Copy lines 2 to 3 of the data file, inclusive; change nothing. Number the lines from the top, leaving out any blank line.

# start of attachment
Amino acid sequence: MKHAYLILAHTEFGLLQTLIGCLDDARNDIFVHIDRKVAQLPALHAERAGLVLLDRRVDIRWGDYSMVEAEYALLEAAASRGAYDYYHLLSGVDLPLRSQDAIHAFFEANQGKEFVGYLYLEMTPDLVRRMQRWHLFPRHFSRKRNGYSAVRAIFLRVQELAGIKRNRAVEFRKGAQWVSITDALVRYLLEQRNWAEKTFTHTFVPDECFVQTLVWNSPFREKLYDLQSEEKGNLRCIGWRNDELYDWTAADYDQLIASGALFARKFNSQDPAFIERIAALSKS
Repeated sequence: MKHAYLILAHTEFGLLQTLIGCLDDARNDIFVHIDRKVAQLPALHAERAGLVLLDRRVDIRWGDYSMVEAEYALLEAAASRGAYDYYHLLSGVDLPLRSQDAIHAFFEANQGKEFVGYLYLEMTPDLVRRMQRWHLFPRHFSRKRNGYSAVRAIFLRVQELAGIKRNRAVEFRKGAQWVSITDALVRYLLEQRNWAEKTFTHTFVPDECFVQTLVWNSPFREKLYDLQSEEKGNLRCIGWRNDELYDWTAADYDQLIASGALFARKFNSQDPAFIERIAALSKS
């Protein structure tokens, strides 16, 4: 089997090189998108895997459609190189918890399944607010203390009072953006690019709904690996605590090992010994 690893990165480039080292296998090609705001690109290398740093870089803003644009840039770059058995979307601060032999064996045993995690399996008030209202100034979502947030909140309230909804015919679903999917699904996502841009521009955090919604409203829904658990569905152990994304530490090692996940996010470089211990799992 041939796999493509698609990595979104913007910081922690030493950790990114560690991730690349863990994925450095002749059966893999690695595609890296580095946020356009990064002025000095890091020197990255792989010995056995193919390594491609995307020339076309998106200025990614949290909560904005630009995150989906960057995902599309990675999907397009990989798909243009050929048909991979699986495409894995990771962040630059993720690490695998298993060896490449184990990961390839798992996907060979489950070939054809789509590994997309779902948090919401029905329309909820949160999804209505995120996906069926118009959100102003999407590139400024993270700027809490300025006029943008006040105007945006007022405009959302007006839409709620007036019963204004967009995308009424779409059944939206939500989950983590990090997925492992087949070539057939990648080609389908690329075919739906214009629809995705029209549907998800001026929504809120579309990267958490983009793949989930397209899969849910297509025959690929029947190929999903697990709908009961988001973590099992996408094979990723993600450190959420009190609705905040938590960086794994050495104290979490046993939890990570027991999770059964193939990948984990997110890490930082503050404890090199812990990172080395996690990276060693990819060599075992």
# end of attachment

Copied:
Repeated sequence: MKHAYLILAHTEFGLLQTLIGCLDDARNDIFVHIDRKVAQLPALHAERAGLVLLDRRVDIRWGDYSMVEAEYALLEAAASRGAYDYYHLLSGVDLPLRSQDAIHAFFEANQGKEFVGYLYLEMTPDLVRRMQRWHLFPRHFSRKRNGYSAVRAIFLRVQELAGIKRNRAVEFRKGAQWVSITDALVRYLLEQRNWAEKTFTHTFVPDECFVQTLVWNSPFREKLYDLQSEEKGNLRCIGWRNDELYDWTAADYDQLIASGALFARKFNSQDPAFIERIAALSKS
């Protein structure tokens, strides 16, 4: 089997090189998108895997459609190189918890399944607010203390009072953006690019709904690996605590090992010994 690893990165480039080292296998090609705001690109290398740093870089803003644009840039770059058995979307601060032999064996045993995690399996008030209202100034979502947030909140309230909804015919679903999917699904996502841009521009955090919604409203829904658990569905152990994304530490090692996940996010470089211990799992 041939796999493509698609990595979104913007910081922690030493950790990114560690991730690349863990994925450095002749059966893999690695595609890296580095946020356009990064002025000095890091020197990255792989010995056995193919390594491609995307020339076309998106200025990614949290909560904005630009995150989906960057995902599309990675999907397009990989798909243009050929048909991979699986495409894995990771962040630059993720690490695998298993060896490449184990990961390839798992996907060979489950070939054809789509590994997309779902948090919401029905329309909820949160999804209505995120996906069926118009959100102003999407590139400024993270700027809490300025006029943008006040105007945006007022405009959302007006839409709620007036019963204004967009995308009424779409059944939206939500989950983590990090997925492992087949070539057939990648080609389908690329075919739906214009629809995705029209549907998800001026929504809120579309990267958490983009793949989930397209899969849910297509025959690929029947190929999903697990709908009961988001973590099992996408094979990723993600450190959420009190609705905040938590960086794994050495104290979490046993939890990570027991999770059964193939990948984990997110890490930082503050404890090199812990990172080395996690990276060693990819060599075992």